To potentially decrease performance anxiety, visualization helps you learn, understand, and gain a deeper knowledge of your music. Visualization is imagining a relaxing scenario, experience, or series of images to harness the brain’s ability to learn and remember the positive emotions associated with these things, and then being able to recall those in real life, anxiety-producing scenarios. As a drummer, visualization has the ability to deepen your learning and enhance self-confidence and self-expression during performance.
First, find a quiet spot where you are alone, with no distractions (turn off your phone notifications) and make yourself comfortable (preferably lying down).
Improvising – with no end goal or purpose except to simply make music – invites you to experiment with different ways of being, and practice that new way in real time with real music. Improvisation can remind you of the freedom that making music brings.
You can use this technique to enhance these areas and more:
In music therapy, we use a technique (called the iso-principle) by which music is matched with the mood of a client, then gradually altered to affect the desired mood state.
You can use music to control your breathing and relaxation. It helps you to decrease anxiety in everyday life and refocus within a performance context or music environment. Within our daily lives, entrainment is the tendency to synchronize an aspect of oneself with an external rhythm, say, tapping your foot to music.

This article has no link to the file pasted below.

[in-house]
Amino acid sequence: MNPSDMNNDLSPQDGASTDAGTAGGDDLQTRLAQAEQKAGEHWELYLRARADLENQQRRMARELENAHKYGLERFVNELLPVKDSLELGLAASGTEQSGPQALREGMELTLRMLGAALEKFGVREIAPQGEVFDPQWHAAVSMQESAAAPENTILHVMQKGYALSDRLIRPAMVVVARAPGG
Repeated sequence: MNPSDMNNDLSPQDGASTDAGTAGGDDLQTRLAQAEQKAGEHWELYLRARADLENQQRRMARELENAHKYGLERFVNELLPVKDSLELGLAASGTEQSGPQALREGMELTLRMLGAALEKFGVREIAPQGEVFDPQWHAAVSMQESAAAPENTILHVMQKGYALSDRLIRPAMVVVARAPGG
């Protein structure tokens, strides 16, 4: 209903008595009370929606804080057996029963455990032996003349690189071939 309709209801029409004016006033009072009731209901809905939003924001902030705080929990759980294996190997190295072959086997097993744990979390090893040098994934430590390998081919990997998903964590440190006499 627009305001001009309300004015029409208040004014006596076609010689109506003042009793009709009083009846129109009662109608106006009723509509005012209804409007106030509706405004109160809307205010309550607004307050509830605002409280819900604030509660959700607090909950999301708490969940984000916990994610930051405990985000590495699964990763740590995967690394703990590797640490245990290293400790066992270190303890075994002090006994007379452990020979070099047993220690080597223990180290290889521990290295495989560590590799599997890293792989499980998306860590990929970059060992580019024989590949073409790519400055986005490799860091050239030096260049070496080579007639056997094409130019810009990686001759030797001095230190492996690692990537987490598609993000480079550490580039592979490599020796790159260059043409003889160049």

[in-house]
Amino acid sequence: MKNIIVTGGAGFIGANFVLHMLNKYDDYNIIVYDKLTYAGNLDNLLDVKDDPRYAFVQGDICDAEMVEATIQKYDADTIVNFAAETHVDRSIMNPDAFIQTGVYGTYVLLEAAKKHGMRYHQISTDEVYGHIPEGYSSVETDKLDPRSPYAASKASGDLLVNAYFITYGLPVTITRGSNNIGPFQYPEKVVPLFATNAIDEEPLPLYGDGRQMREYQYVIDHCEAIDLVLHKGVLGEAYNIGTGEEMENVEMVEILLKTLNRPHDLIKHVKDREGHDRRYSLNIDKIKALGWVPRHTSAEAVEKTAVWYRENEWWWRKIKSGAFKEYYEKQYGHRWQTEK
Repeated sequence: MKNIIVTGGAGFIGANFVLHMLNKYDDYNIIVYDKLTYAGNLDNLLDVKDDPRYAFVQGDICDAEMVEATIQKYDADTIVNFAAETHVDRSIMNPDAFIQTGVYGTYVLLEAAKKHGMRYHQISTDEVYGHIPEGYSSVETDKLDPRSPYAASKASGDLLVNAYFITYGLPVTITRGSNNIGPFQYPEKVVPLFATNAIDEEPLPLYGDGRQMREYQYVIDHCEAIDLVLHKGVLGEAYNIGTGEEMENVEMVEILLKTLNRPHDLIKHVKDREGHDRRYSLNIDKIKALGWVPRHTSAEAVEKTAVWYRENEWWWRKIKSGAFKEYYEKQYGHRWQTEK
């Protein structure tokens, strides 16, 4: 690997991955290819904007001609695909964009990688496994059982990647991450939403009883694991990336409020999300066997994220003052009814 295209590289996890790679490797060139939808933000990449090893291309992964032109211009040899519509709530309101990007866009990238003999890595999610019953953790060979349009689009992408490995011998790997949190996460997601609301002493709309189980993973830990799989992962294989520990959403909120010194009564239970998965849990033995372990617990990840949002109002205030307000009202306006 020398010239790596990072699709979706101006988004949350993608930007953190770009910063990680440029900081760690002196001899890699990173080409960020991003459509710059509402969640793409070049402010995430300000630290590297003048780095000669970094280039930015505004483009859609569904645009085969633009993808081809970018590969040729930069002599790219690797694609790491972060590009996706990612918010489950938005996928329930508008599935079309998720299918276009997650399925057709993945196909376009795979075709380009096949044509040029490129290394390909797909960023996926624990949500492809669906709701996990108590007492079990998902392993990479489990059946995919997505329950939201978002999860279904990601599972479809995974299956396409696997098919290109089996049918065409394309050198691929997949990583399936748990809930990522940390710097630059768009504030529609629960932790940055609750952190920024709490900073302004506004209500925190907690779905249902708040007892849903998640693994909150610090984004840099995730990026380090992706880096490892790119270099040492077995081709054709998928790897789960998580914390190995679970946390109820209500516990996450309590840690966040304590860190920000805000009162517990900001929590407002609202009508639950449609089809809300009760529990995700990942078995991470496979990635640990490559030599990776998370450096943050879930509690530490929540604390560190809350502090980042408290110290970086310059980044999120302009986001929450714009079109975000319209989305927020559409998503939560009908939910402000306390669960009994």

You can listen to or play a song that will give you different results depending on the tempo. If you practice entrainment while you’re in a relaxed state, you can prepare your body to respond a certain way to these songs in the future. So if you find yourself beginning to feel anxious or know that a potential stressful situation is coming up, listen to music at a BPM you’ve trained yourself to associate with pleasant emotions. Your brain will retrieve these pleasant emotions to counteract the anxiety.
Here are a few examples for our rhythm-keeping brains:
Many factors (age, body physiology, health, etc.) can cause those numbers to fluctuate, and this highlights how results of entrainment can differ for every individual.
As a drummer and musician, we have both a deep sense of trust and a multi-faceted relationship with music. It’s potentially our most comfortable means of connecting with the world, and reconnecting when our bodies are under stress. Music therapy offers both verbal and non-verbal avenues of communication and expression, thus making it an extremely effective treatment for anxiety.
H. Benson, W. Proctor, The Breakout Principle (New York: Scribner, 2003).
S. Hanser, S. Mandel, Manage Your Stress and Pain through Music (Boston: Berklee Press, 2010).